Thanks everyone. Seems there is no real black and white here...
First a couple responses. I'm not a particularly risk averse guy. I have made some investments in real estate that have paid off well. The money I'm getting in a few months will be from the sale of the last one, not an inheritance.
I will probably stick with just investing and pay down the mortgage as I go for now. As with the snowball principle, who doesn't like to feel an accomplishment? I'll just have to wait another 13 years.
Last question though, that 11% number is nice but it seems high to use for simple calculations. At what point in time, relative to retirement, should I consider shifting some of that money out of the index and into lower risk investments? Is there estimated returns you use for calculating that?
Oh and I see some cash amount next to my profile name. How can collect? I'd prefer that in large untraceable coins if you don't mind. lol
Fri Feb 05, 2016 7:57 pm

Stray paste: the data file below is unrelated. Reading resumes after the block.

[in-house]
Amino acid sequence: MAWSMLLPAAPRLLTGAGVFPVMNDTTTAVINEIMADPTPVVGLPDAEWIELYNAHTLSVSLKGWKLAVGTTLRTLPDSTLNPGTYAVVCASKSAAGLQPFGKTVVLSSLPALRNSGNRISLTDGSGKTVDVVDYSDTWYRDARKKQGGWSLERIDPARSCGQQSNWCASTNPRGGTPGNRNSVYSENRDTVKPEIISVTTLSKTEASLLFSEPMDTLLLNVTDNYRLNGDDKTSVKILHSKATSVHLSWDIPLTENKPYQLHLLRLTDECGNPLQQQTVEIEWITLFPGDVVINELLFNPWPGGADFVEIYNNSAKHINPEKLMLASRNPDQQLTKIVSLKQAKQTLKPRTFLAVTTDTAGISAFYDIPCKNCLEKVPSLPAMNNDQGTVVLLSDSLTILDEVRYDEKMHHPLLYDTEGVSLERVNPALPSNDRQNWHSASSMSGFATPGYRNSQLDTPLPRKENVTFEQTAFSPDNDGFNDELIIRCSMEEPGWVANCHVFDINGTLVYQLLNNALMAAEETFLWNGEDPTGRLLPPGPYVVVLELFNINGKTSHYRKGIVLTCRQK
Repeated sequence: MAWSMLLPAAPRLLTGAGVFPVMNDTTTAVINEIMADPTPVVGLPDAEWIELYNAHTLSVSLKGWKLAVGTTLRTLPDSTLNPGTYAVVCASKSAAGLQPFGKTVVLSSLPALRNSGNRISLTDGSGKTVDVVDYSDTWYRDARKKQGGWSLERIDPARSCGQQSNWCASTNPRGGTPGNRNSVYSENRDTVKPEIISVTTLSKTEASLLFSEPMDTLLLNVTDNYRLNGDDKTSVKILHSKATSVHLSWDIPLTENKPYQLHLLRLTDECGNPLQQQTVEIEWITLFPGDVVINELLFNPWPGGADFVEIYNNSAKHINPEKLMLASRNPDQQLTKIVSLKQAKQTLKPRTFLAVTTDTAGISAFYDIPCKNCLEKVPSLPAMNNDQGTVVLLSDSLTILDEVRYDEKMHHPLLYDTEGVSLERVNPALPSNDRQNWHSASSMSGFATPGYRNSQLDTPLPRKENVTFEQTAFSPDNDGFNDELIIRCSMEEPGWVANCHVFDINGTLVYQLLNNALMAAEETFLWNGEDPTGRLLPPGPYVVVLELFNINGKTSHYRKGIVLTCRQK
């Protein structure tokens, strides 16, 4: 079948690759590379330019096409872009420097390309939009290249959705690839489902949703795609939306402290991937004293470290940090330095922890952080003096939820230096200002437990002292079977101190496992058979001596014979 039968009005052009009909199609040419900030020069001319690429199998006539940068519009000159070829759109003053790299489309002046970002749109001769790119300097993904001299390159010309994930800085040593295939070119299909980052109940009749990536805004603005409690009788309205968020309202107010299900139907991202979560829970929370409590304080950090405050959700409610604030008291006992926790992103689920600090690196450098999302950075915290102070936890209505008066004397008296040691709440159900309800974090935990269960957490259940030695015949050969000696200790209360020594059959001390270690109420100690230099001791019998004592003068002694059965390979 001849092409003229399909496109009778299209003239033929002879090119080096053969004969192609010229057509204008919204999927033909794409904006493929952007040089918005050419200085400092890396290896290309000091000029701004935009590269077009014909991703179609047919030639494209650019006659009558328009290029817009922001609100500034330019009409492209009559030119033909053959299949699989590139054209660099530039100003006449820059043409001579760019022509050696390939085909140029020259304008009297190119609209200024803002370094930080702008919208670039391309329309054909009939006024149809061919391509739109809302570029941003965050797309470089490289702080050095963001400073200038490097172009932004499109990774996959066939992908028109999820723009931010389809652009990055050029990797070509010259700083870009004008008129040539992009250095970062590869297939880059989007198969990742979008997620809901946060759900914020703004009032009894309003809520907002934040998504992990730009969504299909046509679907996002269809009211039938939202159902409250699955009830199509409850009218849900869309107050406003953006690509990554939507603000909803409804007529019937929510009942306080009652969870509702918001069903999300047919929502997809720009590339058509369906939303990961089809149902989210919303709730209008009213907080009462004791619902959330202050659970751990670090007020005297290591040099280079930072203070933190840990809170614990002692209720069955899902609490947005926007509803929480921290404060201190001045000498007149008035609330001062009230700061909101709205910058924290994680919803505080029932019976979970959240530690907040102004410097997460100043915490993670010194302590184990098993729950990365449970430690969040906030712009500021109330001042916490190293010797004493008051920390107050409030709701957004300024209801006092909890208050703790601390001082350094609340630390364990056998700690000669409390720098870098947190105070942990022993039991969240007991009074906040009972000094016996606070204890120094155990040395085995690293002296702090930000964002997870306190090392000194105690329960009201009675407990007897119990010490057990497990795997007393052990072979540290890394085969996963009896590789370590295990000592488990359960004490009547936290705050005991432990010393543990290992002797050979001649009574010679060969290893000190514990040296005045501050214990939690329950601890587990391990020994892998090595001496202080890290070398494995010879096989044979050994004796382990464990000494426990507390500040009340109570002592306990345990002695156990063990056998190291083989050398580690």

oldguy Senior Member
Cash: $ 715.00
Joined: 21 May 2006
quote: Last question though, that 11% number is nice but it seems high to use for simple calculations. At what point in time, relative to retirement, should I consider shifting some of that money out of the index and into lower risk investments? Is there estimated returns you use for calculating that?
I think the wealth-building years last to 55 or 65 - then you need to move toward wealth-preservation. The shift point depends somewhat on successful you were, if you have multi-millions you might start preserving/protecting earlier. Or, if you have only $100,000 at age 55, you would want to keep building a few more years.
During your wealth preservation years, you still need some inflation protection, if you live to be 95, you might face 30 or 40 yrs of inflation. I avoided calculating goals based on running out of money at X years - I wanted the money to last in-perpetuity. So I needed to base our needs on not touching the principal.
A couple reasons - one, a legacy to our kids & our grandkids. Two, selfish - ie, if you live the last couple decades of your life as "a wealthy person" I suspect that watching that legacy dwindle to zero as you sit in Assisted Living would be depressing.
I'm 76, I use an allocation of 50%/50%. 11% & 3%, ie a goal of 7%/yr.